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      Thanks Nacin. Personally I hate if/endif. I find my later example much more readable, but that’s probably more familiarity with that style than an objective opinion.


    • lesterbuck
      4:57 pm on July 17, 2013
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      I am new to PHP and WordPress, so I looked for tools that do the formatting and checking for me. I have exactly zero interest or opinion in what the format should be. I just want to match the standard, and I want a tool to check/fix that automatically as I check in to my source repository. (Computers are good at that, and I have better places to apply my mental energy.)

      I am not using a commercial IDE, such as Coda, which has reformatting built in. After some searching, I found wp-phptidy for reformatting, and PHP Codesniffer with the WordPress standard addon. Great, huh? Well, not exactly. wp-phptidy wants to indent the switch and case statements so they are at the same indent, while PHP Codesniffer with the WordPress standard complains if the case statements are not indented further than the switch statement.

      Note: I couldn’t care less which it is, I just want an automated tool to reformat it automatically if I indent something incorrectly, and check for valid format as I am committing the file to my repository.

      Ok, one of these tools is “wrong”, right? I consult the WordPress PHP coding standard and find … nothing about indenting switch statements. Well, I’ll just look at WordPress core and see what they use, right? Well, that doesn’t work either. Just look at wp-includes/functions.php and note that in one file there are multiple uses of both indent styles.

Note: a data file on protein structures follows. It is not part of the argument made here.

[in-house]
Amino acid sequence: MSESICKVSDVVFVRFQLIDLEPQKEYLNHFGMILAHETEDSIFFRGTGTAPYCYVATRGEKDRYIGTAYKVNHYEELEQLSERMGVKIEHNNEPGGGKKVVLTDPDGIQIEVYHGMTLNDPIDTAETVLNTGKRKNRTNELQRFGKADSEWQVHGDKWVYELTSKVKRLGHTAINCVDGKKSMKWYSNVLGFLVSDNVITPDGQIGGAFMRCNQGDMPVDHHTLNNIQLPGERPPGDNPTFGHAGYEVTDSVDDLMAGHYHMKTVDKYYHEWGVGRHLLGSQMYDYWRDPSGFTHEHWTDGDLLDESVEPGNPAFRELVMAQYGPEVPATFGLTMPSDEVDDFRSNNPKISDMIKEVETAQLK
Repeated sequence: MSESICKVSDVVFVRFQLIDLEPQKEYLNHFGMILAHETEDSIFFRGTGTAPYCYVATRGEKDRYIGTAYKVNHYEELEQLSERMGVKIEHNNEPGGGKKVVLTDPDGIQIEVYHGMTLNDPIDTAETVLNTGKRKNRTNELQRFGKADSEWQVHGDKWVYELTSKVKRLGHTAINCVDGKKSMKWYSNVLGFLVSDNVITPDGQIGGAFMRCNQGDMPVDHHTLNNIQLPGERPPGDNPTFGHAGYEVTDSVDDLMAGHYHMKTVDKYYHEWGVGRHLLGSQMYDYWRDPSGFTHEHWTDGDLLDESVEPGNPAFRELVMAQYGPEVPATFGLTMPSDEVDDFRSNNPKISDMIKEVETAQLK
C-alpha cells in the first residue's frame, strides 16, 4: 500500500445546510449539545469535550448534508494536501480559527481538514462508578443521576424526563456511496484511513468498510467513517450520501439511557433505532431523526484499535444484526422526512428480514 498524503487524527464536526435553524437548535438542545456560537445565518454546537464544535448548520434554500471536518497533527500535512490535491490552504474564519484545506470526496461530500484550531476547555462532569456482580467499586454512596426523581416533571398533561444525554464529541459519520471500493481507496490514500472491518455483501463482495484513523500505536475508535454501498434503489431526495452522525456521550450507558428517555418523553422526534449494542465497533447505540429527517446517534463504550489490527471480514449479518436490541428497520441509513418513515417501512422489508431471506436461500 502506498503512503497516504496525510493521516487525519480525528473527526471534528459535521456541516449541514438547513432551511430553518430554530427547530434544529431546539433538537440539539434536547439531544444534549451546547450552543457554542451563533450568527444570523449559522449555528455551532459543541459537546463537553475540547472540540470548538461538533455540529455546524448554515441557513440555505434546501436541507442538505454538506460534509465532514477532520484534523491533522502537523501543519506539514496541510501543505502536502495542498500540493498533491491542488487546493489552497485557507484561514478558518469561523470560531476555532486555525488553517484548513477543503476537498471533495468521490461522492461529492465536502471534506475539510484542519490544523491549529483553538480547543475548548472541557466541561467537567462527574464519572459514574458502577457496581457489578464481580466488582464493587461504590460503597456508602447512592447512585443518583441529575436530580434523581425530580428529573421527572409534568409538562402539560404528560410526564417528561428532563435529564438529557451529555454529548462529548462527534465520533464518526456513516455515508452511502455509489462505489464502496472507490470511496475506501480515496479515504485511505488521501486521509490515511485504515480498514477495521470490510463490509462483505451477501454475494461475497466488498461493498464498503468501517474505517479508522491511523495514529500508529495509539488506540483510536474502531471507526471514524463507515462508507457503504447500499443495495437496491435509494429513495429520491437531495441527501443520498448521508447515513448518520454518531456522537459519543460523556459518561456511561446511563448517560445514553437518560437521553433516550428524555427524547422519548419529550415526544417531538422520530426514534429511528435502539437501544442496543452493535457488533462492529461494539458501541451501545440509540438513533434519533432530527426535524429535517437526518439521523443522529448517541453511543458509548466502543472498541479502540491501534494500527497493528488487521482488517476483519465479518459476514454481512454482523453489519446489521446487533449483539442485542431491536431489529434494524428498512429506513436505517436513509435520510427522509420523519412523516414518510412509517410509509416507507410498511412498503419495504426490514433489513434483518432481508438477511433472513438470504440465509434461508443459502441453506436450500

Lots of tools exist to indent code to a given standard, automatically, and there is a document entitled “WordPress Coding Standards”, but the existing code base can’t be bothered to actually follow a consistent style, any style?


        • J.D. Grimes
          9:24 pm on August 17, 2013
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          My preference is to indent case within the switch, and then to put a break at the end of the case on the same level as the case:

          switch ( $var ) {
                 case 'a':
                         echo 'Apple';
                 break;
          
                 case 'b':
                 // ...
          }

          Are there anything like this within the standards?


    • J.D. Grimes
      9:17 pm on August 17, 2013
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      I noticed this type of spacing today (in wp-db.php):

      case 'string' : // note space before colon

      Is this part of the spacing standards, or just a random act of code?


    • hjchin
      5:03 pm on August 25, 2013
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      I might be being silly. In the Yoda Conditions, why would I want to compare a variable to a boolean at the first? Isn’t it simpler and straightforward to write it as following? Please correct me if i’m wrong.

      if ( $the_force ) {

      $victorious = you_will( $be );

      }